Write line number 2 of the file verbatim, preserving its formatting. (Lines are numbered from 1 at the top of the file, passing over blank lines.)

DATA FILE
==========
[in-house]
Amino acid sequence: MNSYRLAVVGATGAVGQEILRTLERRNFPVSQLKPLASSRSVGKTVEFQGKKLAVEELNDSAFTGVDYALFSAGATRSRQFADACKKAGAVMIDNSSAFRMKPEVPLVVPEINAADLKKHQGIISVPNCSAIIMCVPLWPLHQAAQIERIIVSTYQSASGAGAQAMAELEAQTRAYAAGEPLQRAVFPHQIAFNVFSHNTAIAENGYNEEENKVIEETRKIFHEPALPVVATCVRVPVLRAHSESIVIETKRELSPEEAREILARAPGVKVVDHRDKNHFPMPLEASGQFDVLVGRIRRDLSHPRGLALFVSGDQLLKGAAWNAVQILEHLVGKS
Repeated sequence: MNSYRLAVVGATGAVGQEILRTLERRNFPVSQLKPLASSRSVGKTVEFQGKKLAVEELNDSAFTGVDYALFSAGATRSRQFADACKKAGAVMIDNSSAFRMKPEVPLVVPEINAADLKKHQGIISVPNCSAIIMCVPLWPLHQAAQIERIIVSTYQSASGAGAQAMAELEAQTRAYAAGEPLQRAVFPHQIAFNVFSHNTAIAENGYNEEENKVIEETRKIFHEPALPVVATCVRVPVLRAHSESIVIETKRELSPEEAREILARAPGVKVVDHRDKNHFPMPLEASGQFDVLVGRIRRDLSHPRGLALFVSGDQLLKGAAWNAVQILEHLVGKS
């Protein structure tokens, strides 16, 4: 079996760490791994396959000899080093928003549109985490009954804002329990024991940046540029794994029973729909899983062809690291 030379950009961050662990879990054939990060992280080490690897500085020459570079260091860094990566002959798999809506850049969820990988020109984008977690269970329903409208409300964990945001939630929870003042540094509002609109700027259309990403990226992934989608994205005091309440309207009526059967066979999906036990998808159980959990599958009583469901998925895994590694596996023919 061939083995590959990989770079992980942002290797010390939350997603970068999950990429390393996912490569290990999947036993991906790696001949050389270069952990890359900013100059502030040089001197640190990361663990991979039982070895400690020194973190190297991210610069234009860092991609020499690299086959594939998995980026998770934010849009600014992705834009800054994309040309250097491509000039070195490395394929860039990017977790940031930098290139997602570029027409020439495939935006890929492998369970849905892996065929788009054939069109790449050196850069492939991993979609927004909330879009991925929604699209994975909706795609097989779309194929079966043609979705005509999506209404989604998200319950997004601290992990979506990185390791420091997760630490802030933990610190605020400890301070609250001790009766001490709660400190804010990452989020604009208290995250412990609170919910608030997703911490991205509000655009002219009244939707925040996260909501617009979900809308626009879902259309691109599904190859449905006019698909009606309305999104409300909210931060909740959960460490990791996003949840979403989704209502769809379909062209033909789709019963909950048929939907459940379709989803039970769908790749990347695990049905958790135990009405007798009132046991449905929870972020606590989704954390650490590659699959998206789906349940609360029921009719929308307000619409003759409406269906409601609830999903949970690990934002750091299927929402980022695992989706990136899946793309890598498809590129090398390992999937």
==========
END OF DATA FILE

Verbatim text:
Amino acid sequence: MNSYRLAVVGATGAVGQEILRTLERRNFPVSQLKPLASSRSVGKTVEFQGKKLAVEELNDSAFTGVDYALFSAGATRSRQFADACKKAGAVMIDNSSAFRMKPEVPLVVPEINAADLKKHQGIISVPNCSAIIMCVPLWPLHQAAQIERIIVSTYQSASGAGAQAMAELEAQTRAYAAGEPLQRAVFPHQIAFNVFSHNTAIAENGYNEEENKVIEETRKIFHEPALPVVATCVRVPVLRAHSESIVIETKRELSPEEAREILARAPGVKVVDHRDKNHFPMPLEASGQFDVLVGRIRRDLSHPRGLALFVSGDQLLKGAAWNAVQILEHLVGKS